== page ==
Concentrated in various jobs and positions in road construction/asphalt paving industry since age 15. After college, worked for construction company that moved him to jobs in various parts of the state including Birmingham and Huntsville. Employed since 2003 by APAC Midsouth, Inc., a road materials and road construction contractor, as a sales representative with a territory encompassing the half of Alabama north of Childersburg. Experience includes working as laborer and equipment operator, and in project design, budgeting, estimating, heavy construction, sales, and project management. Previous public elective office(s)

Mayor of Locust Fork since 2008. Re-elected unopposed this year. Will resign if elected to state representative position. Running for office because

“When I heard Elwyn Thomas was retiring, I felt like there was a need for somebody to take the baton and keep Blount County moving in a positive and forwardthinking way. Both as mayor and in my professional job, I have the opportunity to work with a lot of different kinds of folks, and you have to learn to communicate well with all of them. I felt with my background of dealing with diverse groups, I can bring Blount County’s voice to the table.” Organizations, leadership positions, awards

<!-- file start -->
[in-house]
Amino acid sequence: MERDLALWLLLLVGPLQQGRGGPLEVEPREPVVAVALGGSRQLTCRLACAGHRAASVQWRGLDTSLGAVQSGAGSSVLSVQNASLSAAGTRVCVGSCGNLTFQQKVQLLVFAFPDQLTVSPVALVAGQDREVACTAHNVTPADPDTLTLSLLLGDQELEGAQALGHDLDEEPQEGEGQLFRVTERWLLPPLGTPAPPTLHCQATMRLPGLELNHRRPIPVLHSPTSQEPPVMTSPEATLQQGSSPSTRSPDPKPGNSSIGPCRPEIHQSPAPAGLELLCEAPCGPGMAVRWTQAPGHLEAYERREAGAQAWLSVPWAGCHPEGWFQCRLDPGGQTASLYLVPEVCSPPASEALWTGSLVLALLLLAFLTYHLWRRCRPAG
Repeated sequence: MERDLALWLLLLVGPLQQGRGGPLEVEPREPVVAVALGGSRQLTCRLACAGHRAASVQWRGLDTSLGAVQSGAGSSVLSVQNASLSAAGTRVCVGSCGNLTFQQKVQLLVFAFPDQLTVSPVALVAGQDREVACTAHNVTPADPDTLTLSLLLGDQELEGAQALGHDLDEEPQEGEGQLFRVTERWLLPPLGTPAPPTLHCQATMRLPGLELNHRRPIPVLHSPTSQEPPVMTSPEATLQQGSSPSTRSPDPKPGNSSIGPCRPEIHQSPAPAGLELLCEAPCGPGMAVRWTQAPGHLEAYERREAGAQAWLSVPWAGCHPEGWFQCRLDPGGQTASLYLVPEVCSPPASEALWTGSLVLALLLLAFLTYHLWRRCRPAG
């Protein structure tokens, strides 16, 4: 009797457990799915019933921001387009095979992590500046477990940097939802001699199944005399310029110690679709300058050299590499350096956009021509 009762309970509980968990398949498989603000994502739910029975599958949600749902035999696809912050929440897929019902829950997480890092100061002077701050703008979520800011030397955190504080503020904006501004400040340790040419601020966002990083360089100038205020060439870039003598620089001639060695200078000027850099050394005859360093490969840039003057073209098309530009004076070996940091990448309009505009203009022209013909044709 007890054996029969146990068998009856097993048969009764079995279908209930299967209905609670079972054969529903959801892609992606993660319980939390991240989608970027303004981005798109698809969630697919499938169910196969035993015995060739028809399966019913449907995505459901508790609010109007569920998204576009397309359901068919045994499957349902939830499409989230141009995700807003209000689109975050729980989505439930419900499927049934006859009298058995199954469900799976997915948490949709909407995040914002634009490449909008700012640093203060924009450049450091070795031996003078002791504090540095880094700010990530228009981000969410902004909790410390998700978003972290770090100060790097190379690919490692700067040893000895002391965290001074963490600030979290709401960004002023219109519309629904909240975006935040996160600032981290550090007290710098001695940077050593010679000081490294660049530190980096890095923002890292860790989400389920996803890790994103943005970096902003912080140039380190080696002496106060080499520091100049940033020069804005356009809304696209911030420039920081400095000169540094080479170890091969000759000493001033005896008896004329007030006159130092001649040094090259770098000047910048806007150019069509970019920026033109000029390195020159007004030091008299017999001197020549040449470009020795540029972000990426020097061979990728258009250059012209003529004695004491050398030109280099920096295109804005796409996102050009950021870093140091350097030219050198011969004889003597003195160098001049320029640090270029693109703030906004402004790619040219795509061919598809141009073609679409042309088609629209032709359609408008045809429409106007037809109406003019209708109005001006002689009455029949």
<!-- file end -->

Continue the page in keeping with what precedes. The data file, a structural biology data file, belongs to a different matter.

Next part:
•Board member Blount County Crimestoppers.

•Past board member, Associated Builders and Contractors, Alabama chapter.

•Senior warden (three terms) Calvary Episcopal Church.

•Second vice president Region 6 of Field Trial Clubs of America.

•Former chairman and past president of Alabama Walking Horse Association. Qualifications

•not a politician

•strong work ethic, strong on common sense

•desire and ability to bring people together to work for common good of the district Political platform (key issues)